4. ^ Hacikyan, Agop Jack; Basmajian, Gabriel; Franchuk, Edward S.; Ouzounian, Nourhan (2005). The Heritage of Armenian Literature: From the eighteenth century to modern times. Detroit: Wayne State University Press. p. 17. ISBN 9780814332214.
  5. ^ a b c d Mitler, Louis (1979). "The Genoese in Galata: 1453–1682". International Journal of Middle East Studies. 10 (1): 90. doi:10.1017/S0020743800053332. JSTOR 162479.
  6. ^ "Պատրիարքութիւն Հայոց [Armenian Patriarchate]". turkiyeermenileripatrikligi.org (in Armenian).
  7. ^ Tuğlacı, Pars (1991). İstanbul Ermeni kiliseleri [Armenian Churches of Istanbul] (in Turkish, English, and Armenian). Armenian Patriarchate of Constantinople. p. 164.
  8. ^ Göçek, Fatma Müge; Baer, Marc David (1997). "Social Boundaries of Ottoman Women's Experience in Eighteenth-Century Galata Court Records". In Zilfi, Madeline C. (ed.). Women in the Ottoman Empire: Middle Eastern Women in the Early Modern Era. Leiden: BRILL. p. 56. ISBN 9789004108042.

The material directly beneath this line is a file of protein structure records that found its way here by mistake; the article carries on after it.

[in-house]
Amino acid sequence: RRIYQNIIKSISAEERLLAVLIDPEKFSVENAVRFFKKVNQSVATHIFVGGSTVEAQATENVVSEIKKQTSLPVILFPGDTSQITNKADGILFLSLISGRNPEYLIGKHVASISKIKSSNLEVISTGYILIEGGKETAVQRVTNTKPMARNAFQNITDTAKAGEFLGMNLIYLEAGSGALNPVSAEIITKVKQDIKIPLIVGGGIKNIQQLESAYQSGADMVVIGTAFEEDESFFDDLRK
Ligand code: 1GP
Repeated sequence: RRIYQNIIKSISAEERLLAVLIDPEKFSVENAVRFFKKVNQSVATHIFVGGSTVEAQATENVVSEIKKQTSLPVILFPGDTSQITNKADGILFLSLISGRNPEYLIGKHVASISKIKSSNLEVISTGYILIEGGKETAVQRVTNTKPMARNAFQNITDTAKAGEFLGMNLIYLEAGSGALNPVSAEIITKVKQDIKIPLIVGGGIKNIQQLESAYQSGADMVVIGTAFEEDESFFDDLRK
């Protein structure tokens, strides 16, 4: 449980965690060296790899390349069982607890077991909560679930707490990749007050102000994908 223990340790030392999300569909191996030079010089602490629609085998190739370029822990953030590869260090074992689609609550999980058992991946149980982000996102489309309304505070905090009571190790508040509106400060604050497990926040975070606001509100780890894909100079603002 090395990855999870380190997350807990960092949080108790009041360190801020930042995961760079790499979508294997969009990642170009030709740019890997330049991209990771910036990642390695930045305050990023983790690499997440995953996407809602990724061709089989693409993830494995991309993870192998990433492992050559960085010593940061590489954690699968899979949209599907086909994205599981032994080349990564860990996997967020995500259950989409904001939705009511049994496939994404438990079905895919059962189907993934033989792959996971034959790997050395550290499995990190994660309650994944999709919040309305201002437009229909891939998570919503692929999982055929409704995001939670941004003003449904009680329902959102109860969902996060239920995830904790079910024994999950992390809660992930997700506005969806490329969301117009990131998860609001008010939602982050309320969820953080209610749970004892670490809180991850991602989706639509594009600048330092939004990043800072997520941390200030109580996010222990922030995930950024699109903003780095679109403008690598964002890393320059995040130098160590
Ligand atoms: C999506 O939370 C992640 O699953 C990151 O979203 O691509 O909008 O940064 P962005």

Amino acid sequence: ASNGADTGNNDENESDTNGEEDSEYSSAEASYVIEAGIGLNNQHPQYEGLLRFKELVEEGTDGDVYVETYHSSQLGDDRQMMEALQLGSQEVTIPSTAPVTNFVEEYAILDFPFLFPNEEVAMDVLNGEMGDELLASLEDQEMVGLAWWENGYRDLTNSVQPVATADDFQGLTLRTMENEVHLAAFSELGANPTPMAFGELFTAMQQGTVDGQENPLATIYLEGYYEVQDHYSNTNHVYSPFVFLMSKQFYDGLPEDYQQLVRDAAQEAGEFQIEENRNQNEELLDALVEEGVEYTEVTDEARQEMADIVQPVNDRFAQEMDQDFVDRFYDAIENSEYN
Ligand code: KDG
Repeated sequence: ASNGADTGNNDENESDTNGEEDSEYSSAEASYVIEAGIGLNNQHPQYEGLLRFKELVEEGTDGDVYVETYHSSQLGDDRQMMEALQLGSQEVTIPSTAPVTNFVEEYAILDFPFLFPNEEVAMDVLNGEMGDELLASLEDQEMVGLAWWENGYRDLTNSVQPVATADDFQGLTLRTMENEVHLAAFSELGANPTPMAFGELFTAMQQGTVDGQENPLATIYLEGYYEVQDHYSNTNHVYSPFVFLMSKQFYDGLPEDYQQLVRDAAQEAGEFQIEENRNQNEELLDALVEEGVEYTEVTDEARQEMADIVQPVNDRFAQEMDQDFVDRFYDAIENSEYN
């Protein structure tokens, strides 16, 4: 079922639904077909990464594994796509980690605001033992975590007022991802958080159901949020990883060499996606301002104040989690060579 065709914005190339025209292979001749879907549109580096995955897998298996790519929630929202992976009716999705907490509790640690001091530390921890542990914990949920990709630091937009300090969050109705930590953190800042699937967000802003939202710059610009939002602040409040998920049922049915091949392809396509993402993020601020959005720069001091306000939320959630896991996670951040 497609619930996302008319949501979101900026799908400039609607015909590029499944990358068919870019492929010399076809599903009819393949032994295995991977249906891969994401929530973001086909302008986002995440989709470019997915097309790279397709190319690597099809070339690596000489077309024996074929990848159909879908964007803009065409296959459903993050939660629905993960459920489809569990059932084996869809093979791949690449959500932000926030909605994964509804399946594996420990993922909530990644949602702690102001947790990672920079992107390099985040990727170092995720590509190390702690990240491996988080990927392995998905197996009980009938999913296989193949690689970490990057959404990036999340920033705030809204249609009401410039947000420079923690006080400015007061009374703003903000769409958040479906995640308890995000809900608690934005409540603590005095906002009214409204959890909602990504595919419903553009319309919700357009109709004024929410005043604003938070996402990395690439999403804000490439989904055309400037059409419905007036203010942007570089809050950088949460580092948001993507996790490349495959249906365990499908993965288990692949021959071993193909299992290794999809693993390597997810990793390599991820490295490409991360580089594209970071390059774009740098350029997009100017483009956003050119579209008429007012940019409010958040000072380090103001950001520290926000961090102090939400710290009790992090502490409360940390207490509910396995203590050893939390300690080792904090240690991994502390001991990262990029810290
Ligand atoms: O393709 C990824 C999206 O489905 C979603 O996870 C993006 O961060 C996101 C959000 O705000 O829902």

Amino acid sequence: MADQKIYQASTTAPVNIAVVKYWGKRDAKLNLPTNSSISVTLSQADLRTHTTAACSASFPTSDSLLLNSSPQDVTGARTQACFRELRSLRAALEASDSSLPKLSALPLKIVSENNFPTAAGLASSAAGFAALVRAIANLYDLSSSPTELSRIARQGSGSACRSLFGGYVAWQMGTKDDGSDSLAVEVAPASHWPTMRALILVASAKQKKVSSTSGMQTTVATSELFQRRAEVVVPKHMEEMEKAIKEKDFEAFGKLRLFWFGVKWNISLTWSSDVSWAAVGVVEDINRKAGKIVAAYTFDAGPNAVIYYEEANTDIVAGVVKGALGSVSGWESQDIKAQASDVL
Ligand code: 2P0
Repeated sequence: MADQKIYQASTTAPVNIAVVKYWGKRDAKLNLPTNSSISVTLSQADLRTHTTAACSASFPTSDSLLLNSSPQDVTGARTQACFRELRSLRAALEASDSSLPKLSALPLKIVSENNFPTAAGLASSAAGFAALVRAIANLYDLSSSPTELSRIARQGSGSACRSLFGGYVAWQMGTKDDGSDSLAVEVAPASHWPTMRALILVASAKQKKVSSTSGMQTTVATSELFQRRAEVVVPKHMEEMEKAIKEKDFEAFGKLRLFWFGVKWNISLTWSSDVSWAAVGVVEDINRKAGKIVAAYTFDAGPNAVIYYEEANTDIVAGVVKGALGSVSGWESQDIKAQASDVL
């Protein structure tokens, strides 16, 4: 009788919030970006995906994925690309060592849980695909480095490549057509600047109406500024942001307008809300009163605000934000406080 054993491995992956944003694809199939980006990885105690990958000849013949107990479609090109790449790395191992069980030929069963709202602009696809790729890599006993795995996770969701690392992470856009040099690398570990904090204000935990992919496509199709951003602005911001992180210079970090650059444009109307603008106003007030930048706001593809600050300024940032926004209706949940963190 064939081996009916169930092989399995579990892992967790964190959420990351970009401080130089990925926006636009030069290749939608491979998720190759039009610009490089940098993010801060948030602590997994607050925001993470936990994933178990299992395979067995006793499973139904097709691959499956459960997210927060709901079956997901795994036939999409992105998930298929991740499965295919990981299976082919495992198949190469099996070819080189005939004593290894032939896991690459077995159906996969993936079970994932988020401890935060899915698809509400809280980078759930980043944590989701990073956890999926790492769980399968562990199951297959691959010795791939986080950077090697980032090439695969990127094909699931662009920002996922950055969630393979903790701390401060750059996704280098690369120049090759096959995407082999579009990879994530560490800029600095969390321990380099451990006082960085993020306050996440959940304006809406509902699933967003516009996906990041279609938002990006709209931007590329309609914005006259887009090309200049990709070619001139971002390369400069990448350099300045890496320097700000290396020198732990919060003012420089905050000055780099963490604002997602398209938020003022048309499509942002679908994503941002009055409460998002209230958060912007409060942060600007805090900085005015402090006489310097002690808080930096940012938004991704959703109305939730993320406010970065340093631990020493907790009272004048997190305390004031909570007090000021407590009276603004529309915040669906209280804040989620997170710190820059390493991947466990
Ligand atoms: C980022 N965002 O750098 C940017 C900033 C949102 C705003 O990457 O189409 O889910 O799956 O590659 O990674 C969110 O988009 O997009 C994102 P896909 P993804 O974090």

9. ^ a b Hans & Tişkaya 2005, p. 3.
  10. ^ de Tournefort, Joseph Pitton (1741) [1717]. Relation d'un voyage du Levant [A Voyage Into the Levant] Volume II. London: D. Midwinter, 1741. ...the Armenians [have] one [church] by the Name of St. Gregory....
  11. ^ Hutton, William Holden (1900). Constantinople: The Story of the Old Capital of the Empire. London: J. M. Dent & Co. pp. 268-269.
  12. ^ "Օրմանյան Մաղաքիա [Ormanian Malachia]" (in Armenian). Yerevan State University Institute for Armenian Studies.
  13. ^ Hans & Tişkaya 2005, p. 2.
  14. ^ Editorial (1966). "Ղալաթիաի (Ստամբուլ) հայոց Սուրբ Գրիգոր նորակերտ եկեղեցու բացումը". Etchmiadzin (in Armenian). Mother See of Holy Etchmiadzin. 23 (6): 15–16.

Bibliography